Many bad things happened to the soldiers that Ray either rescued or could not save. Although the details of these stories are often disturbing, suffice it to say, in Ray’s time though in the military, he like many of his fellow servicemen saw death everyday.  Ray saw many of his friends and acquaintances die, and that of the enemy as well.  These stories of his war years that Ray shares with me, reveals much of man’s sacrifice in the heat of combat. 

A  birthday celebrated with great grandma Marji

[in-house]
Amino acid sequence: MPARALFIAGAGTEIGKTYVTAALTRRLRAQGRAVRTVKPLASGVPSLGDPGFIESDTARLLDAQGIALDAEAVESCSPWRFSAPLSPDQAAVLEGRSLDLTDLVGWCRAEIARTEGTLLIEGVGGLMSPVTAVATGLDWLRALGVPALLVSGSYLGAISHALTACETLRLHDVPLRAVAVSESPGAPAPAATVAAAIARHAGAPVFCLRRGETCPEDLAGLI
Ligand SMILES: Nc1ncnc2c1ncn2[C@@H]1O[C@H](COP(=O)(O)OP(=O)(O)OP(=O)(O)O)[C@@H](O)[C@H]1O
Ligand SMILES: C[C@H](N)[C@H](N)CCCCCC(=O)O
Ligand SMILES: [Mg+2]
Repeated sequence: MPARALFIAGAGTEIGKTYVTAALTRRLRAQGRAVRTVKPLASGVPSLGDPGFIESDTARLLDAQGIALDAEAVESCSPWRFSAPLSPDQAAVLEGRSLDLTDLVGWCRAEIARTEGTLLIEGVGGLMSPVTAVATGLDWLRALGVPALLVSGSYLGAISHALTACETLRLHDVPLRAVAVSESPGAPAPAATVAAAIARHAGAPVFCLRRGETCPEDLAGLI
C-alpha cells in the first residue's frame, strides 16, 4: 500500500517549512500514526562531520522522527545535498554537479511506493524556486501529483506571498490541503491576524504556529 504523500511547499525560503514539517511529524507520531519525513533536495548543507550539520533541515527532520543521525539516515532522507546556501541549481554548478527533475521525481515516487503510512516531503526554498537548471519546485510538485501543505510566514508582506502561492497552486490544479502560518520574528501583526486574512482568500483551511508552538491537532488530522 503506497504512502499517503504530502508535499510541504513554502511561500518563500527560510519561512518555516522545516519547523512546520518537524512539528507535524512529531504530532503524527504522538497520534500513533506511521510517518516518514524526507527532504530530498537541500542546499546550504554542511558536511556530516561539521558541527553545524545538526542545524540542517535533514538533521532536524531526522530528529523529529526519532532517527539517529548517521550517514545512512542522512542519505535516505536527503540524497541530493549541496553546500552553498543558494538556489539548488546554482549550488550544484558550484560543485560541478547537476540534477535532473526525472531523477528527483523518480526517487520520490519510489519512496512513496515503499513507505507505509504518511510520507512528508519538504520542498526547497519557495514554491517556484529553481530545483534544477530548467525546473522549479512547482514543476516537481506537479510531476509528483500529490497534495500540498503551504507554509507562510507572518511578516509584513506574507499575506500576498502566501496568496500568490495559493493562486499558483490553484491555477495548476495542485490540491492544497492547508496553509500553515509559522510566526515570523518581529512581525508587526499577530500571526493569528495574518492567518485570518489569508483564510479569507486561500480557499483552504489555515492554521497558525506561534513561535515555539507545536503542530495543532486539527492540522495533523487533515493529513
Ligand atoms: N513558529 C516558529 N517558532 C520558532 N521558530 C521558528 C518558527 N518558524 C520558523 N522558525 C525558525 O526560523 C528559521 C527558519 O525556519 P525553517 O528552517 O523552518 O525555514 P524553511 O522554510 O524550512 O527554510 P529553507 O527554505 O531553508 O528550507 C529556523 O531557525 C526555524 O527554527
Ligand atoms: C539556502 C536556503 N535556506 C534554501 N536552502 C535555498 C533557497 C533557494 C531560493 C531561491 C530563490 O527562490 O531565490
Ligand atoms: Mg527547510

When listening to Ray I can see and feel the pain that he went through in adjusting to civilian life after the war.  When getting back from the service his struggle was to acclimate to a “normal” life.  One of the adjustments Ray had was that of sleeping at night, feeling that if he did fall asleep, it might allow his thoughts to return to the literal hell he was in during the war.  Having his father touch his foot to wake him one morning, and almost hurting his dad before realizing that he was in his own bed at home again, was just one of his many adjustments to civilian life.  The war never leaves these men in what they have seen and were compelled to do in the heat of battle, that is in their self-sacrifice in their duty to our country.  Continually watching their friend’s die and those of other men that they never knew haunts these individuals almost every day.  Time though in its gentle touch, allows these silent unknown heroes to gain some semblance of peace as years go by, but the images of their pasts never completely leaves their thoughts.   Memories such as reaching down to pick up desperate sailors from the burning waters, who Ray knew would not last the night due to their injuries, haunt his memories to this day.  He went on rescue missions only to see that those Ray wanted to so desperately to save, had been tortured to death just before he and his men arrived.  Feeling the helplessness of life, trying so hard to hold on to the humanity that they so desperately wanted to preserve for themselves and their fellow soldiers and sailors.  These memories of so long ago refuse to let such men as Ray forget.  Ray like so many of his compatriots looked into death’s eyes each day, wanting desperately for the war to end.  They hoped that by each battle won, it would take them one step closer to going home and living a life once again that was sane and human.